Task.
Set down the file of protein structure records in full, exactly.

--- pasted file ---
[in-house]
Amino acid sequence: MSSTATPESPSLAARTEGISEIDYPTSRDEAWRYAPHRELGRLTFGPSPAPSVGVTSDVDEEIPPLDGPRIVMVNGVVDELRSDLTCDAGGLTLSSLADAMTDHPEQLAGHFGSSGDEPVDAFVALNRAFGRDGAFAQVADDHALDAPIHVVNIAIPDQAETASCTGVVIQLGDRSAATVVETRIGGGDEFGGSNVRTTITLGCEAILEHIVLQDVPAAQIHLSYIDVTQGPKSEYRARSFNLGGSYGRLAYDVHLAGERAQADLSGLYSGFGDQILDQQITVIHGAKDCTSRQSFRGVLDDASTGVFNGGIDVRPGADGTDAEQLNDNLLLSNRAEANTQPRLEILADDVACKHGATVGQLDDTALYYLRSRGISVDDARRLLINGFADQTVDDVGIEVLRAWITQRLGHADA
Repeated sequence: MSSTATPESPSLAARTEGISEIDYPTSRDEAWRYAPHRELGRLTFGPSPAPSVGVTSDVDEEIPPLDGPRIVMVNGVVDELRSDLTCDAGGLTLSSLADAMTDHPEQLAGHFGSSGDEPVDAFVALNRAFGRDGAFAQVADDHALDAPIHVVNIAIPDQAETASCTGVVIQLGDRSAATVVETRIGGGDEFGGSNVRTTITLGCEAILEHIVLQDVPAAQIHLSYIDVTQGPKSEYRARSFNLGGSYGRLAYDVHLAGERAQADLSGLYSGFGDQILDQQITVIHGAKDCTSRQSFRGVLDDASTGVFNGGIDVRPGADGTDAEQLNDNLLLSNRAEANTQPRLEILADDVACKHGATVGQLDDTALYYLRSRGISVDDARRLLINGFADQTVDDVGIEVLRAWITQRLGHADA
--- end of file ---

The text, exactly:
[in-house]
Amino acid sequence: MSSTATPESPSLAARTEGISEIDYPTSRDEAWRYAPHRELGRLTFGPSPAPSVGVTSDVDEEIPPLDGPRIVMVNGVVDELRSDLTCDAGGLTLSSLADAMTDHPEQLAGHFGSSGDEPVDAFVALNRAFGRDGAFAQVADDHALDAPIHVVNIAIPDQAETASCTGVVIQLGDRSAATVVETRIGGGDEFGGSNVRTTITLGCEAILEHIVLQDVPAAQIHLSYIDVTQGPKSEYRARSFNLGGSYGRLAYDVHLAGERAQADLSGLYSGFGDQILDQQITVIHGAKDCTSRQSFRGVLDDASTGVFNGGIDVRPGADGTDAEQLNDNLLLSNRAEANTQPRLEILADDVACKHGATVGQLDDTALYYLRSRGISVDDARRLLINGFADQTVDDVGIEVLRAWITQRLGHADA
Repeated sequence: MSSTATPESPSLAARTEGISEIDYPTSRDEAWRYAPHRELGRLTFGPSPAPSVGVTSDVDEEIPPLDGPRIVMVNGVVDELRSDLTCDAGGLTLSSLADAMTDHPEQLAGHFGSSGDEPVDAFVALNRAFGRDGAFAQVADDHALDAPIHVVNIAIPDQAETASCTGVVIQLGDRSAATVVETRIGGGDEFGGSNVRTTITLGCEAILEHIVLQDVPAAQIHLSYIDVTQGPKSEYRARSFNLGGSYGRLAYDVHLAGERAQADLSGLYSGFGDQILDQQITVIHGAKDCTSRQSFRGVLDDASTGVFNGGIDVRPGADGTDAEQLNDNLLLSNRAEANTQPRLEILADDVACKHGATVGQLDDTALYYLRSRGISVDDARRLLINGFADQTVDDVGIEVLRAWITQRLGHADA